Program Brings 3D Printers to U.S. Schools

Through a new national educational program, Stratasys (Minneapolis, Minnesota) will put 3D printers from its Dimension and other lines in the hands of high school students throughout the country.   The company was chosen by the Georgia Institute of Technology to participate in the Defense Advanced Research Projects Agency (DARPA) Manufacturing Experimentation Outreach (MENTOR) program.

News Item From: 9/26/2011 Modern Machine Shop

Through a new national educational program, Stratasys (Minneapolis, Minnesota) will put 3D printers from its Dimension and other lines in the hands of high school students throughout the country.
 
The company was chosen by the Georgia Institute of Technology to participate in the Defense Advanced Research Projects Agency (DARPA) Manufacturing Experimentation Outreach (MENTOR) program. DARPA MENTOR is focused on engaging high school students in a series of collaborative design and distributed manufacturing experiments, including using additive manufacturing machines. The goal is to boost engineering skills and spark interest in university programs related to engineering, design, manufacturing, math and science.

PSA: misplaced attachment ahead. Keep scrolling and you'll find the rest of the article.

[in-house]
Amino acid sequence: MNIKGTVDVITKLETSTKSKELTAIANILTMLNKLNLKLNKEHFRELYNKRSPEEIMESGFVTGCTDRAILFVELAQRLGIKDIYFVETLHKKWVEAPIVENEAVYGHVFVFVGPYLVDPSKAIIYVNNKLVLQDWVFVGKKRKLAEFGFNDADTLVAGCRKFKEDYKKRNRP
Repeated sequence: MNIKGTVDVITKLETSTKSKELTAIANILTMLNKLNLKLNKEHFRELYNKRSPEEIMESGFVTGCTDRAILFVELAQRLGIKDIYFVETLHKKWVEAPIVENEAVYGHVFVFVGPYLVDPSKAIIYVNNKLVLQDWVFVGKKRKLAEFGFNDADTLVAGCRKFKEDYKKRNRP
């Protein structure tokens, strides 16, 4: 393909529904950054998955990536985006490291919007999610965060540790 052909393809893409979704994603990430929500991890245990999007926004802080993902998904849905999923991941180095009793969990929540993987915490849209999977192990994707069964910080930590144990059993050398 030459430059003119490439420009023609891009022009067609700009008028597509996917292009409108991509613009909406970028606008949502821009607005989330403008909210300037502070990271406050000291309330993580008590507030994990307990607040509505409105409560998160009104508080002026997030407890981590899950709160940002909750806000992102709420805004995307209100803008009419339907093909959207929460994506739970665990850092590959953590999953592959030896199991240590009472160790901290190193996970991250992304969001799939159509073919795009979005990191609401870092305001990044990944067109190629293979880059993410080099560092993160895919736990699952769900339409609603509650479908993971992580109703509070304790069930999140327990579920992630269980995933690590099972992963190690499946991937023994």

Starting in 2012, Stratasys’ Dimension and other brands of 3D printers will be installed in more than 20 high schools selected by the DARPA program as part of the first phase rollout. Additional machine will be placed in subsequent phases over a four-year period.
 
“3D printers play an important role in the hands-on and ‘minds-on’ learning that the MENTOR program facilitates,” says Dr. David Rosen, professor in mechanical engineering at the Georgia Institute of Technology.

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